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The Turing Test Is Not A Trick: Turing Indistinguishability Is A Scientific Criterion

Harnad, Stevan (1992) The Turing Test Is Not A Trick: Turing Indistinguishability Is A Scientific Criterion. [Journal (Paginated)]

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Abstract

It is important to understand that the Turing Test (TT) is not, nor was it intended to be, a trick; how well one can fool someone is not a measure of scientific progress. The TT is an empirical criterion: It sets AI's empirical goal to be to generate human-scale performance capacity. This goal will be met when the candidate's performance is totally indistinguishable from a human's. Until then, the TT simply represents what it is that AI must endeavor eventually to accomplish scientifically.

Item Type:Journal (Paginated)
Keywords:computation, cognition, Turing Test, symbol grounding, consciousness, artificial intelligence, other minds problem, robotics
Subjects:Computer Science > Artificial Intelligence
Philosophy > Philosophy of Mind
ID Code:1584
Deposited By:Harnad, Stevan
Deposited On:18 Jun 2001
Last Modified:11 Mar 2011 08:54

References in Article

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Harnad, S. (ed.) (1987) Categorical Perception: The Groundwork of Cognition. New York: Cambridge University Press.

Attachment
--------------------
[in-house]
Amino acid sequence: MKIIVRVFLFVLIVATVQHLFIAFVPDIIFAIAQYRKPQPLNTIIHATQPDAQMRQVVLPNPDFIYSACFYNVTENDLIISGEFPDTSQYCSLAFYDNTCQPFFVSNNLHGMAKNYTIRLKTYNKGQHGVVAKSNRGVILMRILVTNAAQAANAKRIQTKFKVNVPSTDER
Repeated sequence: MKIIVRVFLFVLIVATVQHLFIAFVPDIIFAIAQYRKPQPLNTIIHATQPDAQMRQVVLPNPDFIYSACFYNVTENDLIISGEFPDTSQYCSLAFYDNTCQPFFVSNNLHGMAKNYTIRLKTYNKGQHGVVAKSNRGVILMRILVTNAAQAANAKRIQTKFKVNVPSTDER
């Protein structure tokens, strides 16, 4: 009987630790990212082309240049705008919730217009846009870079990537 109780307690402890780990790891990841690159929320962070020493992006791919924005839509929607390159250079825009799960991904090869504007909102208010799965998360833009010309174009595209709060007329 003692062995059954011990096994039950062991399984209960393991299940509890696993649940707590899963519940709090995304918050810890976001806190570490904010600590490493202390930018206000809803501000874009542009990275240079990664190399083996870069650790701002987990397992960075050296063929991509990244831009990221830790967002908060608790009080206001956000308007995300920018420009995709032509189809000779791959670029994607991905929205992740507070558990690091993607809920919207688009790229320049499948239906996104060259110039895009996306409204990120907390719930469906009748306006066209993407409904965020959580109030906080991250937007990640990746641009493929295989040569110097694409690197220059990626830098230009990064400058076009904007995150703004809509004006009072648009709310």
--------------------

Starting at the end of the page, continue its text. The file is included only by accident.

Harnad, S. (1989) Minds, Machines and Searle. Journal of Theoretical and Experimental Artificial Intelligence 1: 5-25.

Harnad, S. (1990) The Symbol Grounding Problem. Physica D 42: 335-346.

Harnad, S. (1991) Other bodies, Other minds: A machine incarnation of an old philosophical problem. Minds and Machines 1:

43-54.

Harnad, S., Hanson, S.J. & Lubin, J. (1991) Categorical Perception and the Evolution of Supervised Learning in Neural Nets. In:

Working Papers of the AAAI Spring Symposium on Machine Learning of Natural Language and Ontology (DW Powers & L

Reeker, Eds.) pp. 65-74. Presented at Symposium on Symbol Grounding: Problems and Practice, Stanford University, March

1991; also reprinted as Document D91-09, Deutsches Forschungszentrum fur Kuenstliche Intelligenz GmbH Kaiserslautern FRG.

Harnad, S. (1992) Connecting Object to Symbol in Modeling Cognition. In: A. Clarke and R. Lutz (Eds) Connectionism in

Context Springer Verlag.

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